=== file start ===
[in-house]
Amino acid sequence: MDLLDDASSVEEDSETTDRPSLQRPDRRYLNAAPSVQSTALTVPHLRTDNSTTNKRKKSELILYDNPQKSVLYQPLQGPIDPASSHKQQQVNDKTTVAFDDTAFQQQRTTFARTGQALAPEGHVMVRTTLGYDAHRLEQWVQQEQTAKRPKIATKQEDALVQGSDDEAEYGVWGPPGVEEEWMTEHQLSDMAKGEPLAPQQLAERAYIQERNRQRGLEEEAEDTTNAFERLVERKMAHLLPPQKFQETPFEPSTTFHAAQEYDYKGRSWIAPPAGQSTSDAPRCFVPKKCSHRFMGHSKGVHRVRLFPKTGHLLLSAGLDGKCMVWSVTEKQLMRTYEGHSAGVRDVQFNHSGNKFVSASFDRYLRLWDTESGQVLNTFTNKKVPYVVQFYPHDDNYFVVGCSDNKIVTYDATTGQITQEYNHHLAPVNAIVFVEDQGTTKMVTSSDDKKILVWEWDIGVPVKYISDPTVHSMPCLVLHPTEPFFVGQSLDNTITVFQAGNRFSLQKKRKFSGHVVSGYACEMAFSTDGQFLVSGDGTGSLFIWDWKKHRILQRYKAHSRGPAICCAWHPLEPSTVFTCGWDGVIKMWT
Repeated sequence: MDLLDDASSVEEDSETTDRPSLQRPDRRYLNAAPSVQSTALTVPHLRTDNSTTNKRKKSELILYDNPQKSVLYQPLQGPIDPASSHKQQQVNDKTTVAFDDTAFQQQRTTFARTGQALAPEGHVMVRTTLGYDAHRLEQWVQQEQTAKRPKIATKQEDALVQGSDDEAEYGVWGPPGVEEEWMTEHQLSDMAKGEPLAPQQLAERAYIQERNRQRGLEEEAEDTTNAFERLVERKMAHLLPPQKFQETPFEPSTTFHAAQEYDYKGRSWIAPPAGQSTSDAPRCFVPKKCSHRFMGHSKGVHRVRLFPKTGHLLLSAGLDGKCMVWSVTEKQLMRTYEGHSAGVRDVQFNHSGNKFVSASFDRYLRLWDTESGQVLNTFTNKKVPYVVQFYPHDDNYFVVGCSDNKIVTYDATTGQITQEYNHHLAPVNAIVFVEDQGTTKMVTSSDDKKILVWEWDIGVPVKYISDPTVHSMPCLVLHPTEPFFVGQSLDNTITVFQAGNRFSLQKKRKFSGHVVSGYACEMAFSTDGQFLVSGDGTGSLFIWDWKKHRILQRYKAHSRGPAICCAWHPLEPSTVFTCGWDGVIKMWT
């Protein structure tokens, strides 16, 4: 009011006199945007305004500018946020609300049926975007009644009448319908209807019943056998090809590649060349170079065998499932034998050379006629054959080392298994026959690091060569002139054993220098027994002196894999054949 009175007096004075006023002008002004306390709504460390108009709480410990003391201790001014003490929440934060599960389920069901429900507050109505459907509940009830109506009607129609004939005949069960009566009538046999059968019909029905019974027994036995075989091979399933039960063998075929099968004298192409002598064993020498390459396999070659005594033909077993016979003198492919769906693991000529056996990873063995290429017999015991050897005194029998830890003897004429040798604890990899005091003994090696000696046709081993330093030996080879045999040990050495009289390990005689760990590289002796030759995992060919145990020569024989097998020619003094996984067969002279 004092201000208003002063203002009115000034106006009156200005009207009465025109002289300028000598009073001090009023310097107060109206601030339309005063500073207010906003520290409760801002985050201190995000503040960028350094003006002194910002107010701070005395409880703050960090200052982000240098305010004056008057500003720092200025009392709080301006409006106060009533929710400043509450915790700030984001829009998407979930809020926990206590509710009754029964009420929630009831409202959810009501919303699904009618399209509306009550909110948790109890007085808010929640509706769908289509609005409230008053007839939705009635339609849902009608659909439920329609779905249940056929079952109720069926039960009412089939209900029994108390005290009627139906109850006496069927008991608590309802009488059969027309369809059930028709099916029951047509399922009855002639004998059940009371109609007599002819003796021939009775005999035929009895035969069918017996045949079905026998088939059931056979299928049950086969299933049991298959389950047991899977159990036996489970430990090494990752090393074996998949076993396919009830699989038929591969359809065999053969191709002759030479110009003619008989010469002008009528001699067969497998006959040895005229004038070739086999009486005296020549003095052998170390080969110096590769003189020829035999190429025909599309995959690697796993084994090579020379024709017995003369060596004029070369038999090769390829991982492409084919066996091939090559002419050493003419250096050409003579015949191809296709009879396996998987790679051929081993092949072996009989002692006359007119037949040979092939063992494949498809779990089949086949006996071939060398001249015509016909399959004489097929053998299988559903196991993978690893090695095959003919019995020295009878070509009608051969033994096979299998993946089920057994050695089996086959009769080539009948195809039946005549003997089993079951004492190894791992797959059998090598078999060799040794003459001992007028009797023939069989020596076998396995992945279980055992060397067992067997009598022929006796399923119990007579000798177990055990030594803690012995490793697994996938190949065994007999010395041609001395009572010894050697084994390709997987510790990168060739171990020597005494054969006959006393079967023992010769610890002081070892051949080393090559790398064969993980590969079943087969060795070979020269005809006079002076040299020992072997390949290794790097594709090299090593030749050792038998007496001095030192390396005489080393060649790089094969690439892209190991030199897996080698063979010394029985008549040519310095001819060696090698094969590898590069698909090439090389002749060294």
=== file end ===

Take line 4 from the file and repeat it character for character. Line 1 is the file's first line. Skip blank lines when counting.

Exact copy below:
């Protein structure tokens, strides 16, 4: 009011006199945007305004500018946020609300049926975007009644009448319908209807019943056998090809590649060349170079065998499932034998050379006629054959080392298994026959690091060569002139054993220098027994002196894999054949 009175007096004075006023002008002004306390709504460390108009709480410990003391201790001014003490929440934060599960389920069901429900507050109505459907509940009830109506009607129609004939005949069960009566009538046999059968019909029905019974027994036995075989091979399933039960063998075929099968004298192409002598064993020498390459396999070659005594033909077993016979003198492919769906693991000529056996990873063995290429017999015991050897005194029998830890003897004429040798604890990899005091003994090696000696046709081993330093030996080879045999040990050495009289390990005689760990590289002796030759995992060919145990020569024989097998020619003094996984067969002279 004092201000208003002063203002009115000034106006009156200005009207009465025109002289300028000598009073001090009023310097107060109206601030339309005063500073207010906003520290409760801002985050201190995000503040960028350094003006002194910002107010701070005395409880703050960090200052982000240098305010004056008057500003720092200025009392709080301006409006106060009533929710400043509450915790700030984001829009998407979930809020926990206590509710009754029964009420929630009831409202959810009501919303699904009618399209509306009550909110948790109890007085808010929640509706769908289509609005409230008053007839939705009635339609849902009608659909439920329609779905249940056929079952109720069926039960009412089939209900029994108390005290009627139906109850006496069927008991608590309802009488059969027309369809059930028709099916029951047509399922009855002639004998059940009371109609007599002819003796021939009775005999035929009895035969069918017996045949079905026998088939059931056979299928049950086969299933049991298959389950047991899977159990036996489970430990090494990752090393074996998949076993396919009830699989038929591969359809065999053969191709002759030479110009003619008989010469002008009528001699067969497998006959040895005229004038070739086999009486005296020549003095052998170390080969110096590769003189020829035999190429025909599309995959690697796993084994090579020379024709017995003369060596004029070369038999090769390829991982492409084919066996091939090559002419050493003419250096050409003579015949191809296709009879396996998987790679051929081993092949072996009989002692006359007119037949040979092939063992494949498809779990089949086949006996071939060398001249015509016909399959004489097929053998299988559903196991993978690893090695095959003919019995020295009878070509009608051969033994096979299998993946089920057994050695089996086959009769080539009948195809039946005549003997089993079951004492190894791992797959059998090598078999060799040794003459001992007028009797023939069989020596076998396995992945279980055992060397067992067997009598022929006796399923119990007579000798177990055990030594803690012995490793697994996938190949065994007999010395041609001395009572010894050697084994390709997987510790990168060739171990020597005494054969006959006393079967023992010769610890002081070892051949080393090559790398064969993980590969079943087969060795070979020269005809006079002076040299020992072997390949290794790097594709090299090593030749050792038998007496001095030192390396005489080393060649790089094969690439892209190991030199897996080698063979010394029985008549040519310095001819060696090698094969590898590069698909090439090389002749060294």